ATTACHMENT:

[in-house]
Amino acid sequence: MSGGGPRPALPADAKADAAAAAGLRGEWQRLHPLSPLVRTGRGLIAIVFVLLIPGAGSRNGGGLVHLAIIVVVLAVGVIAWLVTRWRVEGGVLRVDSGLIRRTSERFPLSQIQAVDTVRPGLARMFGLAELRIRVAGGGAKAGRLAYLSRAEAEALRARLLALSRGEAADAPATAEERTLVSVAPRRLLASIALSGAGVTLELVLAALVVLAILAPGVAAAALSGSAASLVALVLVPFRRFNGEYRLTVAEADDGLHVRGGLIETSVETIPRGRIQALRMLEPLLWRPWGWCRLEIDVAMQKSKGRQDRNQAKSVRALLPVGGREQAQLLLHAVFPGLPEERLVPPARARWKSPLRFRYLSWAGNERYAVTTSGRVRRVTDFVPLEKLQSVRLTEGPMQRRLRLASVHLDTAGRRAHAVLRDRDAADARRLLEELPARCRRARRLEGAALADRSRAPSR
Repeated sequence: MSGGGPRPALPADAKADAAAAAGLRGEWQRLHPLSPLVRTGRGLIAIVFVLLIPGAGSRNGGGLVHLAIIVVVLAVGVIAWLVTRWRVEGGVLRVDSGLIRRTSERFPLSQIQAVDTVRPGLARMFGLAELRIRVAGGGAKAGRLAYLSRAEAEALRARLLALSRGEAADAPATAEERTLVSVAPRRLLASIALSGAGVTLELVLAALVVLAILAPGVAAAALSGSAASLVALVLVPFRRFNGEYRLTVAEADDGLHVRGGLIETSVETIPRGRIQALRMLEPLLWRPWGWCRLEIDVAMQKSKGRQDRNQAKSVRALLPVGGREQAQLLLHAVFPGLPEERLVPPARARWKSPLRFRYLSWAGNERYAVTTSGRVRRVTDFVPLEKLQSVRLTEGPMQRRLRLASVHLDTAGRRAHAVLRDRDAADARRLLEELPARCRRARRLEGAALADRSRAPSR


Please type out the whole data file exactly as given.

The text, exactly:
[in-house]
Amino acid sequence: MSGGGPRPALPADAKADAAAAAGLRGEWQRLHPLSPLVRTGRGLIAIVFVLLIPGAGSRNGGGLVHLAIIVVVLAVGVIAWLVTRWRVEGGVLRVDSGLIRRTSERFPLSQIQAVDTVRPGLARMFGLAELRIRVAGGGAKAGRLAYLSRAEAEALRARLLALSRGEAADAPATAEERTLVSVAPRRLLASIALSGAGVTLELVLAALVVLAILAPGVAAAALSGSAASLVALVLVPFRRFNGEYRLTVAEADDGLHVRGGLIETSVETIPRGRIQALRMLEPLLWRPWGWCRLEIDVAMQKSKGRQDRNQAKSVRALLPVGGREQAQLLLHAVFPGLPEERLVPPARARWKSPLRFRYLSWAGNERYAVTTSGRVRRVTDFVPLEKLQSVRLTEGPMQRRLRLASVHLDTAGRRAHAVLRDRDAADARRLLEELPARCRRARRLEGAALADRSRAPSR
Repeated sequence: MSGGGPRPALPADAKADAAAAAGLRGEWQRLHPLSPLVRTGRGLIAIVFVLLIPGAGSRNGGGLVHLAIIVVVLAVGVIAWLVTRWRVEGGVLRVDSGLIRRTSERFPLSQIQAVDTVRPGLARMFGLAELRIRVAGGGAKAGRLAYLSRAEAEALRARLLALSRGEAADAPATAEERTLVSVAPRRLLASIALSGAGVTLELVLAALVVLAILAPGVAAAALSGSAASLVALVLVPFRRFNGEYRLTVAEADDGLHVRGGLIETSVETIPRGRIQALRMLEPLLWRPWGWCRLEIDVAMQKSKGRQDRNQAKSVRALLPVGGREQAQLLLHAVFPGLPEERLVPPARARWKSPLRFRYLSWAGNERYAVTTSGRVRRVTDFVPLEKLQSVRLTEGPMQRRLRLASVHLDTAGRRAHAVLRDRDAADARRLLEELPARCRRARRLEGAALADRSRAPSR